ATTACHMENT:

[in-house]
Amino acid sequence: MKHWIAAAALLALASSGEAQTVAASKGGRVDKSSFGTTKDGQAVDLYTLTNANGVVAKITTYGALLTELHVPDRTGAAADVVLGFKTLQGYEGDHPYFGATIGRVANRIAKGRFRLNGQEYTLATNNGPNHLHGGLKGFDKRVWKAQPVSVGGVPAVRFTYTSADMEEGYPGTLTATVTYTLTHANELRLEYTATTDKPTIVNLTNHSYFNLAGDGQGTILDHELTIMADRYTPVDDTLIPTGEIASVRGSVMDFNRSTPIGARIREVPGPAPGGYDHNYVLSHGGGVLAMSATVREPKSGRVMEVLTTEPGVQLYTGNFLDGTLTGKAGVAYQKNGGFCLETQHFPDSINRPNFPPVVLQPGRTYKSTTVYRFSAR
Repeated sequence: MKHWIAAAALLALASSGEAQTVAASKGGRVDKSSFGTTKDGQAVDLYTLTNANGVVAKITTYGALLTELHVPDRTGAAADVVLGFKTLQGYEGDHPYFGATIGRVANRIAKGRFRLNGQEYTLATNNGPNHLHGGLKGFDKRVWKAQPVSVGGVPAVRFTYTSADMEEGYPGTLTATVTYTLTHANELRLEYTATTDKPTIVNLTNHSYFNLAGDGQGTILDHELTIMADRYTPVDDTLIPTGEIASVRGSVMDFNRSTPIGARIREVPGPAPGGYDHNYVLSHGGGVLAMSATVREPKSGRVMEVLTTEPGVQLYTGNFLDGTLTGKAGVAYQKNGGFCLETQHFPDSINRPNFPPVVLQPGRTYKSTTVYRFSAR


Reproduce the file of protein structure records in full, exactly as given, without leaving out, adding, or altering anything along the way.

[in-house]
Amino acid sequence: MKHWIAAAALLALASSGEAQTVAASKGGRVDKSSFGTTKDGQAVDLYTLTNANGVVAKITTYGALLTELHVPDRTGAAADVVLGFKTLQGYEGDHPYFGATIGRVANRIAKGRFRLNGQEYTLATNNGPNHLHGGLKGFDKRVWKAQPVSVGGVPAVRFTYTSADMEEGYPGTLTATVTYTLTHANELRLEYTATTDKPTIVNLTNHSYFNLAGDGQGTILDHELTIMADRYTPVDDTLIPTGEIASVRGSVMDFNRSTPIGARIREVPGPAPGGYDHNYVLSHGGGVLAMSATVREPKSGRVMEVLTTEPGVQLYTGNFLDGTLTGKAGVAYQKNGGFCLETQHFPDSINRPNFPPVVLQPGRTYKSTTVYRFSAR
Repeated sequence: MKHWIAAAALLALASSGEAQTVAASKGGRVDKSSFGTTKDGQAVDLYTLTNANGVVAKITTYGALLTELHVPDRTGAAADVVLGFKTLQGYEGDHPYFGATIGRVANRIAKGRFRLNGQEYTLATNNGPNHLHGGLKGFDKRVWKAQPVSVGGVPAVRFTYTSADMEEGYPGTLTATVTYTLTHANELRLEYTATTDKPTIVNLTNHSYFNLAGDGQGTILDHELTIMADRYTPVDDTLIPTGEIASVRGSVMDFNRSTPIGARIREVPGPAPGGYDHNYVLSHGGGVLAMSATVREPKSGRVMEVLTTEPGVQLYTGNFLDGTLTGKAGVAYQKNGGFCLETQHFPDSINRPNFPPVVLQPGRTYKSTTVYRFSAR